report released by the Connecticut Department of Labor last month showed that employment in the state’s craft brewing industry, which includes microbreweries, brewpubs, regional craft breweries, and contract brewing companies, soared from less than 15 in 2010 to nearly 800 in December 2018.

Governor Lamont encourages residents who want to support these local small business to explore the Connecticut Wine Trail––and the Connecticut Beer Trail–

The governor expressed his gratitude to the legislators who built a consensus among the General Assembly to adopt the bill, noting that it received broad, bipartisan support.

“This law drags the entire liquor industry in Connecticut into the 21st century,” State Representative Mike D’Agostino (D-Hamden) said. “It is pro-consumer, pro-business and pro-Connecticut.”

“I am very proud of the work that has gone into this piece of legislation,” State Senator Kevin Witkos (R-Canton) said. “Modernization of the Liquor Control Act was long overdue, and this new law will ensure that our craft brewers, distillers, wine producers, and associated entities will be able to continue growing and adding to our economy. By streamlining the number of permits from over 40 to 12, and allowing establishments to sell each other’s Connecticut made products, this bill will help support these important economic drivers. It is important that state government remain aware of the needs of our industries and respond accordingly when needs aren’t being met. I am thankful to my colleagues on the General Law committee, the Department of Consumer Protection, and the many stakeholders impacted by this bill for their hard work and collaboration–and to Governor Lamont for his support of the bill.”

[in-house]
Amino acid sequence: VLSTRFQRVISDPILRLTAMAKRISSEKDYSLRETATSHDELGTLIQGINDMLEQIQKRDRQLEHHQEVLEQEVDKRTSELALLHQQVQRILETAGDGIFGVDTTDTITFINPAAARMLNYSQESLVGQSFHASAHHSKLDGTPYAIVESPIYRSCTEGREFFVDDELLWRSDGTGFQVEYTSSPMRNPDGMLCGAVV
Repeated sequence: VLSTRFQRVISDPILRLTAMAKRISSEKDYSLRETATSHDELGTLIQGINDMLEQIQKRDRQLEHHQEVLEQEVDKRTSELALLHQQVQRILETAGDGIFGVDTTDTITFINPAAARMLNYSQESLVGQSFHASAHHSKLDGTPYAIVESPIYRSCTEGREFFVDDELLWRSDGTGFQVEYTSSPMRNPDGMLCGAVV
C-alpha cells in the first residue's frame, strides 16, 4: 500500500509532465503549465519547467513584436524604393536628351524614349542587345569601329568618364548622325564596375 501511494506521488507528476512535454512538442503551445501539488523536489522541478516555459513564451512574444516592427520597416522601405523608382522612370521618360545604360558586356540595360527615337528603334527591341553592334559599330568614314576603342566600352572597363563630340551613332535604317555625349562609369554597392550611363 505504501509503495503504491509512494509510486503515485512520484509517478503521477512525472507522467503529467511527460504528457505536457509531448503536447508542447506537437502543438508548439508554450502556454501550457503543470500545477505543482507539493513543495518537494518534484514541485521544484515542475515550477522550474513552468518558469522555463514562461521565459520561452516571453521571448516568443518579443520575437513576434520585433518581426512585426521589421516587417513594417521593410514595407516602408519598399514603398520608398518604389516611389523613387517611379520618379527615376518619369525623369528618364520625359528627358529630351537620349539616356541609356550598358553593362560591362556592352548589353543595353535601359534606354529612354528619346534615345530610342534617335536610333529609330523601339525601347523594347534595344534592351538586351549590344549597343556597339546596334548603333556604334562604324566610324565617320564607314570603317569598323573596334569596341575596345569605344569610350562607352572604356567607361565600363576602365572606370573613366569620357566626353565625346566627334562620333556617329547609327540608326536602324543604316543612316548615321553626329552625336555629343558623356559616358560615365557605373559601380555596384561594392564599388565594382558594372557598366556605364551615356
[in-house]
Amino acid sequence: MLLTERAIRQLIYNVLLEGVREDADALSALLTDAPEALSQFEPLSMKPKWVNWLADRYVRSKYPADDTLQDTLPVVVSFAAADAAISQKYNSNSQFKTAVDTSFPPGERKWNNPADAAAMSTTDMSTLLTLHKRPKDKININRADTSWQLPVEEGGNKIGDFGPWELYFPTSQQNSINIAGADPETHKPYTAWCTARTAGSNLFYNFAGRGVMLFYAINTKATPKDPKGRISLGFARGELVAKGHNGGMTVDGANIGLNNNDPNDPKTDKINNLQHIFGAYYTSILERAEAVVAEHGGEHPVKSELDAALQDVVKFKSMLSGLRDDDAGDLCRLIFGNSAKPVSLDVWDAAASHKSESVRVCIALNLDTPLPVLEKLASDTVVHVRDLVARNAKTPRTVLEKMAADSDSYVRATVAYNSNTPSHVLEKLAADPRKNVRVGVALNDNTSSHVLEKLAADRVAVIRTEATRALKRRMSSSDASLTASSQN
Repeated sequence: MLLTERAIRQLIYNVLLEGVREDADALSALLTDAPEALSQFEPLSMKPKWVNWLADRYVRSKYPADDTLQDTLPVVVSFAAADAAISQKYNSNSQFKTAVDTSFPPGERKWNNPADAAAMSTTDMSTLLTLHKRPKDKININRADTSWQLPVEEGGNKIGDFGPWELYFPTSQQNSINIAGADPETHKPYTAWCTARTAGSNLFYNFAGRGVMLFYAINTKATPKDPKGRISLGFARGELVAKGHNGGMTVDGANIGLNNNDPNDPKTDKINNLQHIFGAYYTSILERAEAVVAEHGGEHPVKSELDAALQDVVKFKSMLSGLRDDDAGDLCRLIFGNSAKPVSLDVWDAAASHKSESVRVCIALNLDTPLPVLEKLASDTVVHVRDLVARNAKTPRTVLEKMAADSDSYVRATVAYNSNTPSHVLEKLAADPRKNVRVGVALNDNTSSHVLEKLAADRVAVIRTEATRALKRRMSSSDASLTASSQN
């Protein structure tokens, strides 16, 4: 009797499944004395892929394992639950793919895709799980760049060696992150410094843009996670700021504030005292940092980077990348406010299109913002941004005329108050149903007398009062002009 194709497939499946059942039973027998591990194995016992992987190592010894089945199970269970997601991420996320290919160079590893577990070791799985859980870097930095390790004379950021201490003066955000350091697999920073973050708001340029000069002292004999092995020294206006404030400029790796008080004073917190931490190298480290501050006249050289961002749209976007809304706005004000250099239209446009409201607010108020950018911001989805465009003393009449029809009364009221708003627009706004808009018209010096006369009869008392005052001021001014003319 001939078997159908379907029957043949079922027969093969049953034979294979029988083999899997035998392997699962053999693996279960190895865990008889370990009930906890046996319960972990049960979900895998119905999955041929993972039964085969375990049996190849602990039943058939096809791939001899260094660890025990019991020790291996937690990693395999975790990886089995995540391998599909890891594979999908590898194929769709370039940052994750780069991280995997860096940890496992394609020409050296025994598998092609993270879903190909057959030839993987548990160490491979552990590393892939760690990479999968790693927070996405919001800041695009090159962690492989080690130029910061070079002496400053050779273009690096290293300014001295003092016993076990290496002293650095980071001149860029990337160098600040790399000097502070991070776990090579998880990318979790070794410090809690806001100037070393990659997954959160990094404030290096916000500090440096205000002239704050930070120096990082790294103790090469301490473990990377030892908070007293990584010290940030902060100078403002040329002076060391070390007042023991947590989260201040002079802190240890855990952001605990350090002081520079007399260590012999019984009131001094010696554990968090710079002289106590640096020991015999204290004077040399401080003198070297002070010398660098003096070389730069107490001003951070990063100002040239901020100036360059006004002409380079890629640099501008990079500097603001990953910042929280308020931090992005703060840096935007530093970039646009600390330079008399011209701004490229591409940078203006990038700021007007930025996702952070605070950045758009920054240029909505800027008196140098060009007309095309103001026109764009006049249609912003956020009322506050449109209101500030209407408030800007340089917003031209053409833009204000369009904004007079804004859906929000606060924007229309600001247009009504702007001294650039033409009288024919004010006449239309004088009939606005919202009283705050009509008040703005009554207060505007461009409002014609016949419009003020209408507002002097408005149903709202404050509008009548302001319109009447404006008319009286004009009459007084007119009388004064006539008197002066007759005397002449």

The legislation is Public Act 19-24An Act Streamlining the Liquor Control Act.

The provision of the bill allowing breweries to sell more beer for off-premises consumption went into effect immediately upon receiving the governor’s signature. Other provisions of the bill go into effect at later dates.

Statement from Phil Pappas, executive director of the Connecticut Brewers Guild:

Phil Pappas at Lamont craft beer signing.

“Governor Lamont signing this bill into law is excellent news for brewers, small business owners, and consumers statewide and beyond. We’re thankful for all of our industry partners who have worked so hard on this bill, Governor Lamont, and to state lawmakers who have been so generous with their time, energy, commitment, and dedication to making Connecticut better for small businesses.”

About the Connecticut Brewers Guild
Founded in 2012, the goal of the CT Brewers Guild is to further promote our local breweries, move forward on Guild Member initiatives that foster profitability, and increase public awareness of all in-state breweries and legislative actions. As of 2018, Connecticut craft breweries employ over 5,000 people statewide, produce more than 213,000 barrels of beer, contributing to an overall economic impact of $746 million annually. To learn more, visit



  1. Connecticut’s economy is flatter than yesterday’s beer but with the right legislation, the craft industry is booming. We’re leading the nation in craft beers!